1. Unauthenticated access: One of the most common vulnerabilities in firmware, unauthenticated access allows threat actors to gain access to an IoT device, which makes it easy to exploit device data and any controls provided by it. 

2. Weak authentication: Threat actors can easily gain access to devices when the firmware has a weak authentication mechanism. These mechanisms can range from single-factor and password-based authentication to systems based on weak cryptographic algorithms that can be broken into with brute-force attacks.

3. Hidden backdoors: When it comes to firmware, hidden backdoors are a favorite hacker exploit Backdoors are intentional vulnerabilities that are planted into an embedded device to provide remote access to anyone with the "secret" authentication information. Although backdoors are potentially helpful for customer support, when they're discovered by malicious actors, they can have severe consequences. And hackers are great at finding them.

4. Password hashes: The firmware in most devices contains hard-coded passwords that users are unable to change or default passwords that users rarely change. Both result in devices that are relatively easy to exploit. In 2016, the Mirai botnet, which infected more than 2.5 million IoT devices around the world, leveraged default passwords in IoT devices to execute a DDoS attack that took down Netflix, Amazon, and The New York Times, among others.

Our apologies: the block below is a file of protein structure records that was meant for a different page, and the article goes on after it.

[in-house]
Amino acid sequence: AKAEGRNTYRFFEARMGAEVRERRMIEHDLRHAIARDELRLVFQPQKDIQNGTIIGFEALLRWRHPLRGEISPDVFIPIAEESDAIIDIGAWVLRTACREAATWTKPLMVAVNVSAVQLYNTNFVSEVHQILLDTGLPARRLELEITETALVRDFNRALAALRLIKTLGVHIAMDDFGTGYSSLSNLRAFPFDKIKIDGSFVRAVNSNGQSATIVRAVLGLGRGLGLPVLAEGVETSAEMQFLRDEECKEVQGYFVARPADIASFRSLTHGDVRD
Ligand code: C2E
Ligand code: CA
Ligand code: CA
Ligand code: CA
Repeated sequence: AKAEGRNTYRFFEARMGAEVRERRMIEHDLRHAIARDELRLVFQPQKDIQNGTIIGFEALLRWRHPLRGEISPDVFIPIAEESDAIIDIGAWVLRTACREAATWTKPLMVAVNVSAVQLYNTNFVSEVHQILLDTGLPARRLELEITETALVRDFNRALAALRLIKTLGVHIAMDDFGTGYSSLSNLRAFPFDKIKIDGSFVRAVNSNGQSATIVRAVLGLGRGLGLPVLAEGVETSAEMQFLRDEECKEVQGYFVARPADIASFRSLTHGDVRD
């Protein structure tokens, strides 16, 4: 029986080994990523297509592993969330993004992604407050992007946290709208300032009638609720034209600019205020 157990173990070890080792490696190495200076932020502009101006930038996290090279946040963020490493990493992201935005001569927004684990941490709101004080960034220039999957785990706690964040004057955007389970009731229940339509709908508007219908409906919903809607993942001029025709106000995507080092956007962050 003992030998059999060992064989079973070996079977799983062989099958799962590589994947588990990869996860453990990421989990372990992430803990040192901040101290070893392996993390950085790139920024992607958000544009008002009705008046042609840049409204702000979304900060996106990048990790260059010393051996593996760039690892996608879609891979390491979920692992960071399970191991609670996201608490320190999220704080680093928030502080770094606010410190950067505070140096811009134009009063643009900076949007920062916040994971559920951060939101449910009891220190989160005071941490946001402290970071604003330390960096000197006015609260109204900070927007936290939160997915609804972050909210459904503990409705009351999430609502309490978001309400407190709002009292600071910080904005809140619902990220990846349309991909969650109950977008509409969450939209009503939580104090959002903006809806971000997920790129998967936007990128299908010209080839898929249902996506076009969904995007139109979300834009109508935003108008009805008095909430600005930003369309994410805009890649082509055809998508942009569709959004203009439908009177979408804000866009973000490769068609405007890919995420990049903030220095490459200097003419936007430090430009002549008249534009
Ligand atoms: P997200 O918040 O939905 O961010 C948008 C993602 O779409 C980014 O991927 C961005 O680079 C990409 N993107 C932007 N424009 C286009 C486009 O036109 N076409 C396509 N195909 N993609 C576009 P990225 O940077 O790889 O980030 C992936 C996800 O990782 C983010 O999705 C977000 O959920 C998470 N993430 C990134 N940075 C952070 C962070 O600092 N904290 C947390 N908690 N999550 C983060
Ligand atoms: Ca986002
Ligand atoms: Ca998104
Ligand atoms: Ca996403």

5. Encryption keys: When stored in a format that can be easily hacked, like variations of the Data Encryption Standard (DES), first introduced in the 1970s, encryption keys can present a huge problem for IoT security. Even though DES has been proven to be inadequate, it's still in use today. Hackers can exploit encryption keys to eavesdrop on communication, gain access to the device, or even create rogue devices that can perform malicious acts.